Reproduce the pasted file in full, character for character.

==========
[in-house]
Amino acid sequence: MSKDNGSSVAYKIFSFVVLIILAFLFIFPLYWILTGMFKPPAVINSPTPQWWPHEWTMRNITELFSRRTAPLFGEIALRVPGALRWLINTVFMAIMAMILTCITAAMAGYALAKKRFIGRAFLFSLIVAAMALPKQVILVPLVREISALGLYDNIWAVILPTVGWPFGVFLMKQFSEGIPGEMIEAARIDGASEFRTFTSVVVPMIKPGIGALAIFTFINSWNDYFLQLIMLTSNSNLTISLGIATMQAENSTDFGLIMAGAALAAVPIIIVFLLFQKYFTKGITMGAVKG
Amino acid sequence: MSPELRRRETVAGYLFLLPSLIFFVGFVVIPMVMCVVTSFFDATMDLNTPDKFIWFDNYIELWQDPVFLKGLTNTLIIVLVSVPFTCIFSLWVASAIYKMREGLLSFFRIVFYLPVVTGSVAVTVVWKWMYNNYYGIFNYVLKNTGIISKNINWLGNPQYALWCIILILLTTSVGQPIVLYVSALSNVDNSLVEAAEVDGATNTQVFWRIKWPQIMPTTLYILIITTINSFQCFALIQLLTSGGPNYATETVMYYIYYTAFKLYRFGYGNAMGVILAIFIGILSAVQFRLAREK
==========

[in-house]
Amino acid sequence: MSKDNGSSVAYKIFSFVVLIILAFLFIFPLYWILTGMFKPPAVINSPTPQWWPHEWTMRNITELFSRRTAPLFGEIALRVPGALRWLINTVFMAIMAMILTCITAAMAGYALAKKRFIGRAFLFSLIVAAMALPKQVILVPLVREISALGLYDNIWAVILPTVGWPFGVFLMKQFSEGIPGEMIEAARIDGASEFRTFTSVVVPMIKPGIGALAIFTFINSWNDYFLQLIMLTSNSNLTISLGIATMQAENSTDFGLIMAGAALAAVPIIIVFLLFQKYFTKGITMGAVKG
Amino acid sequence: MSPELRRRETVAGYLFLLPSLIFFVGFVVIPMVMCVVTSFFDATMDLNTPDKFIWFDNYIELWQDPVFLKGLTNTLIIVLVSVPFTCIFSLWVASAIYKMREGLLSFFRIVFYLPVVTGSVAVTVVWKWMYNNYYGIFNYVLKNTGIISKNINWLGNPQYALWCIILILLTTSVGQPIVLYVSALSNVDNSLVEAAEVDGATNTQVFWRIKWPQIMPTTLYILIITTINSFQCFALIQLLTSGGPNYATETVMYYIYYTAFKLYRFGYGNAMGVILAIFIGILSAVQFRLAREK